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J Clin Oncol. 2005 Nov 20;23(33):8469-76.

Mammography, breast ultrasound, and magnetic resonance imaging for surveillance of women at high familial risk for breast cancer.

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Department of Radiology, University of Bonn, Bonn, Germany.



To compare the effectiveness of mammography, breast ultrasound, and magnetic resonance imaging (MRI) for surveillance of women at increased familial risk for breast cancer (lifetime risk of 20% or more).


We conducted a surveillance cohort study of 529 asymptomatic women who, based on their family history and/or mutational analysis, were suspected or proven to carry a breast cancer susceptibility gene (BRCA). A total of 1,542 annual surveillance rounds were completed with a mean follow-up of 5.3 years. Diagnostic accuracies of the three imaging modalities used alone or in different combinations were compared.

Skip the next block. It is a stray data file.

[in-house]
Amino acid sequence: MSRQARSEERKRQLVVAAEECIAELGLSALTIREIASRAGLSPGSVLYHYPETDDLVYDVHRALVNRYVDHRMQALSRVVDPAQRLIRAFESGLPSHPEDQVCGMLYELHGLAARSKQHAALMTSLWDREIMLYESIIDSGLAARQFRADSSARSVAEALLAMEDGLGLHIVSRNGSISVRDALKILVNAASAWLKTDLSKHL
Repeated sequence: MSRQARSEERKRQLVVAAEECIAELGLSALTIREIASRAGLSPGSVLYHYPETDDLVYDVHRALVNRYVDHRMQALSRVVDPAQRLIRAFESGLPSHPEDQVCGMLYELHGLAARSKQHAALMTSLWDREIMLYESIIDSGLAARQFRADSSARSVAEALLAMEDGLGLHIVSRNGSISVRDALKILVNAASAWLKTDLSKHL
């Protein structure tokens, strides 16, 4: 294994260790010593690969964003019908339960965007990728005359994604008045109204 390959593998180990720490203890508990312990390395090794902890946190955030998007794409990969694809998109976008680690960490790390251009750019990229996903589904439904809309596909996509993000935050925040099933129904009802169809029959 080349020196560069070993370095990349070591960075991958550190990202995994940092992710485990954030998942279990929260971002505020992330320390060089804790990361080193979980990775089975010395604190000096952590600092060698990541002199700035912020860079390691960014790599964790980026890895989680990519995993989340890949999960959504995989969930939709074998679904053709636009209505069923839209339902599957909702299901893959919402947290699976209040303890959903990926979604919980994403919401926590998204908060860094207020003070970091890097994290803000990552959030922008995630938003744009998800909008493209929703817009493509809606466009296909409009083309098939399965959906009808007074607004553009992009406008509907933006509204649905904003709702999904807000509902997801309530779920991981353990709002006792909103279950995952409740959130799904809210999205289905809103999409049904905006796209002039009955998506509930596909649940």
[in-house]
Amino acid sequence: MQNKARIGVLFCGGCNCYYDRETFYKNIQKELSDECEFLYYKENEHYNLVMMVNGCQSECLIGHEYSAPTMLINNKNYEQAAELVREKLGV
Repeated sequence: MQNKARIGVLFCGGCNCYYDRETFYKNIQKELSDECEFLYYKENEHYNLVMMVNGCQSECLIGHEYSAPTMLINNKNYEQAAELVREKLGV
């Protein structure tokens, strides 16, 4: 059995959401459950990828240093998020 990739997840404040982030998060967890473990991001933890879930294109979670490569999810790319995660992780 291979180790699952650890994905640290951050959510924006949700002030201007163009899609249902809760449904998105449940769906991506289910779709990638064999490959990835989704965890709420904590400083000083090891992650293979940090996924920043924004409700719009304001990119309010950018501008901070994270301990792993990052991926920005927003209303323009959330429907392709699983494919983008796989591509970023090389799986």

Forty-three breast cancers were identified in the total cohort (34 invasive, nine ductal carcinoma-in-situ). Overall sensitivity of diagnostic imaging was 93% (40 of 43 breast cancers); overall node-positive rate was 16%, and one interval cancer occurred (one of 43 cancers, or 2%). In the analysis by modality, sensitivity was low for mammography (33%) and ultrasound (40%) or the combination of both (49%). MRI offered a significantly higher sensitivity (91%). The sensitivity of mammography in the higher risk groups was 25%, compared with 100% for MRI. Specificity of MRI (97.2%) was equivalent to that of mammography (96.8%).


Mammography alone, and also mammography combined with breast ultrasound, seems insufficient for early diagnosis of breast cancer in women who are at increased familial risk with or without documented BRCA mutation. If MRI is used for surveillance, diagnosis of intraductal and invasive familial or hereditary cancer is achieved with a significantly higher sensitivity and at a more favorable stage.

[Indexed for MEDLINE]

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